One night after we went to bed we were woken up by a terrible dog fight in the livingroom. DH went out there and stopped it by grabbing the hind legs of the subordinate male and pulling him away from the dominent male~commanding the dominant dog "Off!". As Dad is the big boss both listened. The fight was between 2 littermate male Akitas who normally got along just fine. We couldn't figure out for the life of us what had caused it. After watching the dogs we found it. Every night before bed Dad would eat his Tums or Rolaids and give each dog one~they loved them. Then DH would put them back into his pants pocket and toss his pants over a chair. Well, that night the roll of Tums fell out and onto the floor. One dog found it, must have been the subordinant one~and a fight broke out over it. You can bet DH was more careful with putting away the Tums roll at night!
     
  12. Reptyle

    Reptyle Well-Known Member

    Messages:
    2,134
    Joined:
    Jul 28, 2005
    Location:
    Tx
    So, Rolaids really spells BRAWL?
     
  13. Ravenlost

    Ravenlost Well-Known Member Supporter

    Messages:
    24,572
    Joined:
    Jul 20, 2004
    Location:
    MS
    I've found this thread to be very interesting. We have four spayed females (and four neutered males). The guys never fight, but the girls are a different story altogether!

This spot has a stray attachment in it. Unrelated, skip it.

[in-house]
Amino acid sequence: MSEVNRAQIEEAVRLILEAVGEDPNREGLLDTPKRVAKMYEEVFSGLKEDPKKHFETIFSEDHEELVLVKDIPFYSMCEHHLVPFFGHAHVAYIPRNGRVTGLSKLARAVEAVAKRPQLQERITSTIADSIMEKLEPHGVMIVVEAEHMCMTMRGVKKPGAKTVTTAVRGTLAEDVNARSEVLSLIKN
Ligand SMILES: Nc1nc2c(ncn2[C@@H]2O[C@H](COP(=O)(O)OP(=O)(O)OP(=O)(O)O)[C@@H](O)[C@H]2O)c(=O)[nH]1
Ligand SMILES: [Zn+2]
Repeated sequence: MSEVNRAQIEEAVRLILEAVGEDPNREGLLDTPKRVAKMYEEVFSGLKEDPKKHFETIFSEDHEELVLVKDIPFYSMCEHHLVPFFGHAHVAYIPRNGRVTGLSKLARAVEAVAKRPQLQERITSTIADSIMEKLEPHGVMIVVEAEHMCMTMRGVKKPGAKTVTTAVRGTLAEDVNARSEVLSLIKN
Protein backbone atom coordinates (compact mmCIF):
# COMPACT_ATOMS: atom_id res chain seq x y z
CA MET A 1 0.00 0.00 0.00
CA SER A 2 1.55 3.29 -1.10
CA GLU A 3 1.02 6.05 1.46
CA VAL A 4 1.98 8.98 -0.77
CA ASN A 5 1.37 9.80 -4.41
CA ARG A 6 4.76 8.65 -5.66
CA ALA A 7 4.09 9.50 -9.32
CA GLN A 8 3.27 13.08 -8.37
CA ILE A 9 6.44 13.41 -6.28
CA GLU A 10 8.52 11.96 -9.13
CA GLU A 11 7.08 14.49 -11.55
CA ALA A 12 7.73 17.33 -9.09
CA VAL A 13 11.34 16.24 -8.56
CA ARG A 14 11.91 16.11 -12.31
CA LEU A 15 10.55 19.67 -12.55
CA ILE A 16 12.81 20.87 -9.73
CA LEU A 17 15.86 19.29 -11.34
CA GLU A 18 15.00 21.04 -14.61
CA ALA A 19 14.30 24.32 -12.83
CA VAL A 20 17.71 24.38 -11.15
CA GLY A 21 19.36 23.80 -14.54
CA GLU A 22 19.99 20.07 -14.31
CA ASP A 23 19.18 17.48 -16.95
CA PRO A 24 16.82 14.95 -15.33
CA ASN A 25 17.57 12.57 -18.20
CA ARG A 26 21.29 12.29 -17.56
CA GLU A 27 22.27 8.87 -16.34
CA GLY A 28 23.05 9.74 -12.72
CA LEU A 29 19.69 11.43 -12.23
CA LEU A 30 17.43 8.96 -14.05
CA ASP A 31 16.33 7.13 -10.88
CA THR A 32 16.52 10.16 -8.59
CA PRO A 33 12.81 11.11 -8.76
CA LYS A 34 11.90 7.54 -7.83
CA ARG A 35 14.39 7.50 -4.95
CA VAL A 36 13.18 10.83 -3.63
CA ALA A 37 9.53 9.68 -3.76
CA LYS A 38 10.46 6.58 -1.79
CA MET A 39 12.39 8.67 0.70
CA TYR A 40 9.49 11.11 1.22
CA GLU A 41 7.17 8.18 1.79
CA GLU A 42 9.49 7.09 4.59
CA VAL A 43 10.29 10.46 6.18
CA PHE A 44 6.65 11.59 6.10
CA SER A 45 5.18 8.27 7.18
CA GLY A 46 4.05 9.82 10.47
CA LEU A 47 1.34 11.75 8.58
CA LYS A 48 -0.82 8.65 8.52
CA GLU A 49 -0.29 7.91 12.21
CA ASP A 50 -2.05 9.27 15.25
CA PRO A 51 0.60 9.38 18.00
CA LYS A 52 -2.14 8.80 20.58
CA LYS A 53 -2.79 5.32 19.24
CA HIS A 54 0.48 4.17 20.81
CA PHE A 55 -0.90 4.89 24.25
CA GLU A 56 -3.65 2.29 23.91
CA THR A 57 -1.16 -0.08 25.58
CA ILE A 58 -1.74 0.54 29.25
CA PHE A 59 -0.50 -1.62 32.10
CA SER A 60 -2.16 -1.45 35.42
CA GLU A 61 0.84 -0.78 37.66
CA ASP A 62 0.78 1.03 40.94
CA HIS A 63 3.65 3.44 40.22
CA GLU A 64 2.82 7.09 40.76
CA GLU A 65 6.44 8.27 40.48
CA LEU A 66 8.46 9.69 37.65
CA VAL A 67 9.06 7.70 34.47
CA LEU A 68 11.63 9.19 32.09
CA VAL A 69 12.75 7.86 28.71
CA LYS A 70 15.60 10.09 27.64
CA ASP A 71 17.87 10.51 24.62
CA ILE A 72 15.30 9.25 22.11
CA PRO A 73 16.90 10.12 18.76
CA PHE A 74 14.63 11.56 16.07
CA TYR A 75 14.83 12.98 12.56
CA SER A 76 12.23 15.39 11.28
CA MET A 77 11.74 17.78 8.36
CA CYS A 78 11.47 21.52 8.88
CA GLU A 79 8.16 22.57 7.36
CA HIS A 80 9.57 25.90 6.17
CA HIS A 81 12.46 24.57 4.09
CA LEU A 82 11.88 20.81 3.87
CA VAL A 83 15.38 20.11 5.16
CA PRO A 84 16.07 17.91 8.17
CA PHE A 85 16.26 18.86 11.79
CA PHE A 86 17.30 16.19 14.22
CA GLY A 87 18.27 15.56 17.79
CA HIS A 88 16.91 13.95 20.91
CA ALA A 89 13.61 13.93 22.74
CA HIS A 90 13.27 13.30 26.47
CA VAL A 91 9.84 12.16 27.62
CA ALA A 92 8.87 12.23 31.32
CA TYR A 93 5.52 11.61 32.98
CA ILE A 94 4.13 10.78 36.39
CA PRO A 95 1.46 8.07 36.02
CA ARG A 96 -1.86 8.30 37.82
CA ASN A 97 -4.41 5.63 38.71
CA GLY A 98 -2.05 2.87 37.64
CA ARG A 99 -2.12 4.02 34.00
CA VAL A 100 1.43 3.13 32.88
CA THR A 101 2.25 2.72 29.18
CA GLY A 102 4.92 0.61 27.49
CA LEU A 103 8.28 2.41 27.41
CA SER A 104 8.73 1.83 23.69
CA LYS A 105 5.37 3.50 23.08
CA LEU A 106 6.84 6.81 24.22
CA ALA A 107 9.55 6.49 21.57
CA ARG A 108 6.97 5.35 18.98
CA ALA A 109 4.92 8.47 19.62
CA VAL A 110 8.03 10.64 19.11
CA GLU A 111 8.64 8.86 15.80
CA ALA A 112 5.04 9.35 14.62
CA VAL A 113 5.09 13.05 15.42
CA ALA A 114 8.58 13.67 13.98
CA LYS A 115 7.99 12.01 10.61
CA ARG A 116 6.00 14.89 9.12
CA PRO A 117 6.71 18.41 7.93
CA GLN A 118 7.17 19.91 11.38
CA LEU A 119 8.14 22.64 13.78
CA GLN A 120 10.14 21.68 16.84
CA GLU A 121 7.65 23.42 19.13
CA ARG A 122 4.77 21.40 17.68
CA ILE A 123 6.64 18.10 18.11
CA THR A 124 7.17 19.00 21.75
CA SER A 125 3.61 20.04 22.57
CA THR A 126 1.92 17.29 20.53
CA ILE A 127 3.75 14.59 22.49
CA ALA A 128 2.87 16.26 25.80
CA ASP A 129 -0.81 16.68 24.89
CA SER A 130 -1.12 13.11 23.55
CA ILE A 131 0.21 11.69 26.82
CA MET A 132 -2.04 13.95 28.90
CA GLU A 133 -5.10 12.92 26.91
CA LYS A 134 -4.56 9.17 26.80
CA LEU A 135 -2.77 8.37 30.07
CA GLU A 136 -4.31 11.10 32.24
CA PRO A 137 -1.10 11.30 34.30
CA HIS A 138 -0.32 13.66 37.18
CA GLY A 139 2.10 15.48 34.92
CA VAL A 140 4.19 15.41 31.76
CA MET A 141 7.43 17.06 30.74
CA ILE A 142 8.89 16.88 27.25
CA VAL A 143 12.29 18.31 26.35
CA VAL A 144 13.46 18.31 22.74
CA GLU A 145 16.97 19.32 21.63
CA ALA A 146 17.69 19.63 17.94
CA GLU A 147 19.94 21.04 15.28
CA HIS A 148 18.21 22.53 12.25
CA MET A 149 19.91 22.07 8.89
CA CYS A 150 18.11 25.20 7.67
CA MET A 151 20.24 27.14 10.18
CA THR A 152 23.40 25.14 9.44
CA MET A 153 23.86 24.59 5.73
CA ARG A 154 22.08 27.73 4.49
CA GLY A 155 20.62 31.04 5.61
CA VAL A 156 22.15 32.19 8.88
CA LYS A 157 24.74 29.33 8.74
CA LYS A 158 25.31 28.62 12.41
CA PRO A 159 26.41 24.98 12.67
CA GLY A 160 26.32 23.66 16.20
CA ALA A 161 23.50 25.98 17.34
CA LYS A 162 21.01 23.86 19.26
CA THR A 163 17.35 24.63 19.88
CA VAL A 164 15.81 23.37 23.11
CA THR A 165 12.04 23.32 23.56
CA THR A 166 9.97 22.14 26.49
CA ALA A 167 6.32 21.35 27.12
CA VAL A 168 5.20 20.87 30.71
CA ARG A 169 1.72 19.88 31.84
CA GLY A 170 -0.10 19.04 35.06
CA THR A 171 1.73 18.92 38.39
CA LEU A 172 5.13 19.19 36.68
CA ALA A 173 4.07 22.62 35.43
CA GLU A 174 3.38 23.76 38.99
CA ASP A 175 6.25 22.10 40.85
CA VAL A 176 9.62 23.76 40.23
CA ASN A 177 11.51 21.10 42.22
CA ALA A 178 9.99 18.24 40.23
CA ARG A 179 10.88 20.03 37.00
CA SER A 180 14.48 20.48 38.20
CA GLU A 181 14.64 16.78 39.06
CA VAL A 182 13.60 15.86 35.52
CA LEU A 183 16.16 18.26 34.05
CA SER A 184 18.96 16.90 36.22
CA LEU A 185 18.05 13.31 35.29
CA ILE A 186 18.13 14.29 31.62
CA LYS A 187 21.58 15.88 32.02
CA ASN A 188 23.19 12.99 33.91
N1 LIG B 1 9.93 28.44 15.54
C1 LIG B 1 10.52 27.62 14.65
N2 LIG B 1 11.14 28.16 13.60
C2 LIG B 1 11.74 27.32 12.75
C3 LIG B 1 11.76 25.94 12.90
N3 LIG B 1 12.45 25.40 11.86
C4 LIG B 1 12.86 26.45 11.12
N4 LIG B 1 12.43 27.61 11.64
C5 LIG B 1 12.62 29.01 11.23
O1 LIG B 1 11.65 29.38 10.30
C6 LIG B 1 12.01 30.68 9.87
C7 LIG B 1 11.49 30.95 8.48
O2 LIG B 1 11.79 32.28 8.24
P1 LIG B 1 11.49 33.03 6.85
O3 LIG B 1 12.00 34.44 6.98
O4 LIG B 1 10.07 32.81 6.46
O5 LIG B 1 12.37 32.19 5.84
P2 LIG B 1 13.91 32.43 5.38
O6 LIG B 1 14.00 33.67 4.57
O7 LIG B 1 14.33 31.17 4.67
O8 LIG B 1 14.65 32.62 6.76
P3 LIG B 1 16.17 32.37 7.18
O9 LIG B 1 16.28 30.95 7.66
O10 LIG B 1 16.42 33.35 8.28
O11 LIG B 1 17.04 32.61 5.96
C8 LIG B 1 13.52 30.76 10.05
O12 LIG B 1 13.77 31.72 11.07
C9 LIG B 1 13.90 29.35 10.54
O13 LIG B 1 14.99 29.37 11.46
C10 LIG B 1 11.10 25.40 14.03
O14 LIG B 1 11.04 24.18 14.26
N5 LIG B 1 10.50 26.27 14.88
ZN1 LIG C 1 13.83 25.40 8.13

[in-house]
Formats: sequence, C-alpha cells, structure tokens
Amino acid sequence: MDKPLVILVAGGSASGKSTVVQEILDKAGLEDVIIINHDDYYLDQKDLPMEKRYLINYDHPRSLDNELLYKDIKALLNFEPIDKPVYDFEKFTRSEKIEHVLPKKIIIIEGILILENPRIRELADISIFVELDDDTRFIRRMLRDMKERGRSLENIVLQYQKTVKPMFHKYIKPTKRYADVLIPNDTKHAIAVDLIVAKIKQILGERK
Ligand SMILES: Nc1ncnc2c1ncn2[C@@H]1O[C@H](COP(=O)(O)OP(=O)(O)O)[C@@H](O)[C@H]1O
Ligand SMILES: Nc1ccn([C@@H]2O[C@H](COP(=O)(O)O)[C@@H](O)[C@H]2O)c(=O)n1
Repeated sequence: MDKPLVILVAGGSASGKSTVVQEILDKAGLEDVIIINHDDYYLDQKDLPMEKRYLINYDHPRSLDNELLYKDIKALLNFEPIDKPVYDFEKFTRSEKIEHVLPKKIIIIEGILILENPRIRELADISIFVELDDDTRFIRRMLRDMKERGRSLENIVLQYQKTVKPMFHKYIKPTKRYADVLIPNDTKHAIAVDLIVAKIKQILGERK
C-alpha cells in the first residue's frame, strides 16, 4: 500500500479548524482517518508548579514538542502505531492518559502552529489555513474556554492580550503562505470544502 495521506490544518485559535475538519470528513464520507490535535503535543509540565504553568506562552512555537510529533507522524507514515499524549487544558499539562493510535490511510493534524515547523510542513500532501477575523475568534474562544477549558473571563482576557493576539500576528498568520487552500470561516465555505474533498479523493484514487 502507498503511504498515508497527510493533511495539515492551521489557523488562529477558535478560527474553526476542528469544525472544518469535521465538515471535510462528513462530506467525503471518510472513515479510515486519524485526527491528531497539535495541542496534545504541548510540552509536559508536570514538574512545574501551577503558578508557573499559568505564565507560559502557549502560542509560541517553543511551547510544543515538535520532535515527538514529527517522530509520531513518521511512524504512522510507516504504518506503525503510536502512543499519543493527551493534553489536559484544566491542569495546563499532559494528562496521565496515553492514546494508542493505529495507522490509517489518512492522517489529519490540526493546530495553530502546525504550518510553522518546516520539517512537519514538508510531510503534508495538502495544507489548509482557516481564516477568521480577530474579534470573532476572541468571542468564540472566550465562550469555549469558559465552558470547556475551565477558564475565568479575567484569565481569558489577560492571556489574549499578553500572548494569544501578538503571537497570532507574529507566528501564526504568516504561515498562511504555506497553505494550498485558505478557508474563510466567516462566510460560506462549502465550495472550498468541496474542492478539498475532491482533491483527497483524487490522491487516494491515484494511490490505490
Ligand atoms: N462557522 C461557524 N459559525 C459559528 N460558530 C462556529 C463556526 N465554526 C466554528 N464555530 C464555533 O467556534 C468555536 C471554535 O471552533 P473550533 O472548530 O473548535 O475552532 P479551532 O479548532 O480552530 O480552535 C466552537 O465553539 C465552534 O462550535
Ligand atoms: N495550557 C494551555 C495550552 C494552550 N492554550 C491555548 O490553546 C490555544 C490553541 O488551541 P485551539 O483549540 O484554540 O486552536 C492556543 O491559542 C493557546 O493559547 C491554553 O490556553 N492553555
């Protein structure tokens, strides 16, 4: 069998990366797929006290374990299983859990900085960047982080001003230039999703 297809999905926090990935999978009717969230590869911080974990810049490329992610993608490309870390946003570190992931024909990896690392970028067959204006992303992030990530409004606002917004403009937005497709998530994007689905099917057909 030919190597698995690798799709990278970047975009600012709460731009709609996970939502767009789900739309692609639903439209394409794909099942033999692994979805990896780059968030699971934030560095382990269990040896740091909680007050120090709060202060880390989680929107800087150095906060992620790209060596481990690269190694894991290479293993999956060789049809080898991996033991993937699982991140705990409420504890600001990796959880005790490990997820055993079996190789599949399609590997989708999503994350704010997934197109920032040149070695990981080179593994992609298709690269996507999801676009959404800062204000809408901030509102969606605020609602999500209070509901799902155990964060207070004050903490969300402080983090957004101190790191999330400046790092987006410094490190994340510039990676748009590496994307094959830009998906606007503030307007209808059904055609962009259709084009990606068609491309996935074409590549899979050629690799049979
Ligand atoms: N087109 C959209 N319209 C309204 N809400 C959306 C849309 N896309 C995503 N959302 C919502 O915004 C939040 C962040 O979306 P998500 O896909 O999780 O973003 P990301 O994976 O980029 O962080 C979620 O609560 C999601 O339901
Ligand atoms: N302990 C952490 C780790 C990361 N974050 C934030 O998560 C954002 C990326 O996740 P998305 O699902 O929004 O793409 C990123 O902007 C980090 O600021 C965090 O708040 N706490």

14. mamalisa

    mamalisa Well-Known Member

    Messages:
    684
    Joined:
    Jan 31, 2004
    Location:
    Virginia
    well, if the kid hadn't broken up the fight, I daresay they'd still be fighting. I wasn't home, and these two have gotten along for 4 years now, so the fight was as much of a surprise to her as me.

    I'm not a dog newbie. We've been through these issues before, and I placed one of the dogs----as an only dog with a 10-year old boy, she is much loved!---but one of these is my son's dog and the other a 12 year old that will be difficult if not impossible to place. We do NILIF to some extent. At this point, I'm not comfortable believing that the two are safe in the same room to try to establish pack order.

    So thanks for the input.
     
  15. RandB

    RandB Well-Known Member

    Messages:
    2,251
    Joined:
    Aug 13, 2002
    Location:
    southern New Jersey
    Mamalisa -

    Good luck, it is a tough problem! What is the breed/breeds involved? I used to have 2 male Belgians that fought a lot. It wasn't a happy situation, but we managed to live with it. I hear bitches are even worse.

    It sounds like the younger one might sense the age of the other, is trying to move up her position in the pack?
    A friend of mine had a dog-aggressive female dog as a rescue. She ended up keeping her crated some of the time, and she even would muzzle her in the house, so no real harm could come if she started something. Eventually she found a home for her as an "only dog" and it worked out well.